Postpartum Bleeding: What Do You Need to Know?

Home » Postpartum Bleeding: What Do You Need to Know?

Having a baby brings joy and excitement, but it is also a time of adjustment and healing for mothers. After giving birth, a women’s body will go through the natural process of hormonal and physical changes. Throughout the entire postpartum process, there will be some bleeding. However, it is important to know how much bleeding is normal, how long it should last, and how to best handle this part of postpartum life. 

How Do I Know If My Postpartum Bleeding is Normal?

Women will experience a period-like discharge called lochia following birth. Lochia consists of the mucous membrane that lines the uterus during pregnancy, as well as white and red blood cells that are shedding. Women will experience this bleeding following both vaginal birth and after cesarean delivery.

It is normal for this bleeding process to last around six weeks following delivery. It should never exceed a normal period and should gradually taper off in the weeks following delivery. To keep clean and contain this bleeding, women should wear pads, not tampons or menstrual cups, as these devices may introduce bacteria into the genital tract and uterus as they heal.

During the first few days following delivery, women may experience reddish-brown lochia with possible small blood clots, which is normal. The next stage of bleeding occurs when this reddish-brown bleeding changes to a watery consistency that is either pink or brown in color. This stage will last for 2-3 weeks. Following this stage, the color will turn to a whitish, pale shade. This is because the majority of the red blood cells have been passed through the bleeding by the end of the third week. Some women may notice increased lochia when they are exercising, when they wake up in the morning, or while breastfeeding.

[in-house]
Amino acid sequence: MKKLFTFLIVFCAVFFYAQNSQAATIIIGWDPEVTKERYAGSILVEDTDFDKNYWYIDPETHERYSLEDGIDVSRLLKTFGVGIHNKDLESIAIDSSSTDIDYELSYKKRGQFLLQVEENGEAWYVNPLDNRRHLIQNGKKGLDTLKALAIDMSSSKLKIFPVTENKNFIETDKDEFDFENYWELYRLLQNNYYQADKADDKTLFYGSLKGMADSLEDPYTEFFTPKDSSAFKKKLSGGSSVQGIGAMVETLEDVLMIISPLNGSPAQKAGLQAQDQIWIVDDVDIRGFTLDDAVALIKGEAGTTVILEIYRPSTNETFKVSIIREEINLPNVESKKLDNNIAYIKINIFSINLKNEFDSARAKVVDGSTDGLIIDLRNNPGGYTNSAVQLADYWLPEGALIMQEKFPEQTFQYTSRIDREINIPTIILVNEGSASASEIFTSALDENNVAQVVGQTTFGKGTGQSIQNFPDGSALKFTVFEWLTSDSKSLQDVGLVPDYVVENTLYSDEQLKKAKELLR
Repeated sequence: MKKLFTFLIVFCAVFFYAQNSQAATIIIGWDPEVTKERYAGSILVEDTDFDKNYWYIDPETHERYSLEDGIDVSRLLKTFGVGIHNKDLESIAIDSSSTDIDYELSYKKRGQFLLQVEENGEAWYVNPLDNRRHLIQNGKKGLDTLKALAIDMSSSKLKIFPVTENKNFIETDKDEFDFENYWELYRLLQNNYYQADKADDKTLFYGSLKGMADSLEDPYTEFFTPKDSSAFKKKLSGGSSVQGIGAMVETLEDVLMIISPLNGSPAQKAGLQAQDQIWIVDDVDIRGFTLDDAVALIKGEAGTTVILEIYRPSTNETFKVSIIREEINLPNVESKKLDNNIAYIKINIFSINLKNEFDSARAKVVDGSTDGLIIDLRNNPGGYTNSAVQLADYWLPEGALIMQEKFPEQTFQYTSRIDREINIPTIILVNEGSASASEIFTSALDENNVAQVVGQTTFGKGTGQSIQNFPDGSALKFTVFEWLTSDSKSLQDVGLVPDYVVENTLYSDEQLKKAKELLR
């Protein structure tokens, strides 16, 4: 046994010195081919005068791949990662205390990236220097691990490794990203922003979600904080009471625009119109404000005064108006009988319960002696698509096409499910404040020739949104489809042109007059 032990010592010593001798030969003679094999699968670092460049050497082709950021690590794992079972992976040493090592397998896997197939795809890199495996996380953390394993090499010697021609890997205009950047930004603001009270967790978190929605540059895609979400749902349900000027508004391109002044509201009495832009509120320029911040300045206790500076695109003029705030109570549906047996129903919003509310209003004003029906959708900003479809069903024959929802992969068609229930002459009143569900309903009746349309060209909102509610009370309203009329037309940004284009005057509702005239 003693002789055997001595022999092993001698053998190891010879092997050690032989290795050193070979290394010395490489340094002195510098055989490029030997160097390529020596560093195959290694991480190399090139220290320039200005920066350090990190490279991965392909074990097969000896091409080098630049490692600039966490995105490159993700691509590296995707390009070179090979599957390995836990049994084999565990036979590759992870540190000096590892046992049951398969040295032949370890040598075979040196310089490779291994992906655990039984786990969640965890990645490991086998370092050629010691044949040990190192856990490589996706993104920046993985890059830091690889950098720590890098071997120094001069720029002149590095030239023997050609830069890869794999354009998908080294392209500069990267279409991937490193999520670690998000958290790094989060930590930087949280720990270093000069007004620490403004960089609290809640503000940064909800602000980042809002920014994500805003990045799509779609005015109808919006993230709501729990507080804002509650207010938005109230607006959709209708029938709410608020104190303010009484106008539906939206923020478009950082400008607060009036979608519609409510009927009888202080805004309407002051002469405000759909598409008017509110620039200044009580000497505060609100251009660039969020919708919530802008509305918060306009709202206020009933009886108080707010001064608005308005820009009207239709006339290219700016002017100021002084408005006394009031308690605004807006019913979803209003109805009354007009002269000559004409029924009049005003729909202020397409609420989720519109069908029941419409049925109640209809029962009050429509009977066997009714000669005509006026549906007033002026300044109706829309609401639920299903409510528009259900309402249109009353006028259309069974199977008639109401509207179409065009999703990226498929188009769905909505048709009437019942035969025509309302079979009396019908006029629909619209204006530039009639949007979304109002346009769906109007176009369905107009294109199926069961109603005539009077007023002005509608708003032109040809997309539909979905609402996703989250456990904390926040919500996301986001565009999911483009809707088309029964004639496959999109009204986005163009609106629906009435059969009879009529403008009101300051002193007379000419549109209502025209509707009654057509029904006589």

Signs That Your Bleeding is Abnormal

There are some signs and symptoms of abnormal postpartum bleeding that you should be aware of. If you are experiencing any of the following, be sure to contact your OB-GYN.

  • Abnormally large, golf-ball-sized blood clots.
  • Excessive bleeding that saturates a pad in less than one hour.
  • Severe cramping.
  • Nausea and dizziness.
  • Foul-smelling bleeding or discharge.
  • Chills or fever.
  • Increased heart rate.
  • Weakness or blurry vision.

Should I Worry About Postpartum Hemorrhage?

A hemorrhage after birth is excessive bleeding and is usually the result of the uterus’ failure to contract adequately. It may also occur due to retained placenta, lacerations, an abnormally adherent placenta, or other rare reasons. Most cases of postpartum hemorrhage occur during or soon after delivery. However, in some rare cases, it may occur after returning home. Some causes of this delayed hemorrhage may include bleeding disorders, retained placenta, placental problems, or infection. Women who undergo C-sections have a slightly higher risk for postpartum hemorrhage, as do women with preeclampsia or twin pregnancies.

Give Us a Call Today

If you notice any of the signs of abnormal bleeding mentioned above, seek medical attention as soon as possible. By alerting your physician when things appear abnormal, you can prevent undue stress and adequately protect your health. For more information regarding postpartum bleeding, contact Carnegie Women’s Health today to speak with one of our skilled OB-GYNs.

Carnegie Women's Health

Carnegie Women's Health

At Carnegie Women’s Health, we’re more than just a gynecological practice. We’re partnered with some of the most experienced and award-winning obstetricians and maternal fetal medicine specialists in the field of women’s health.

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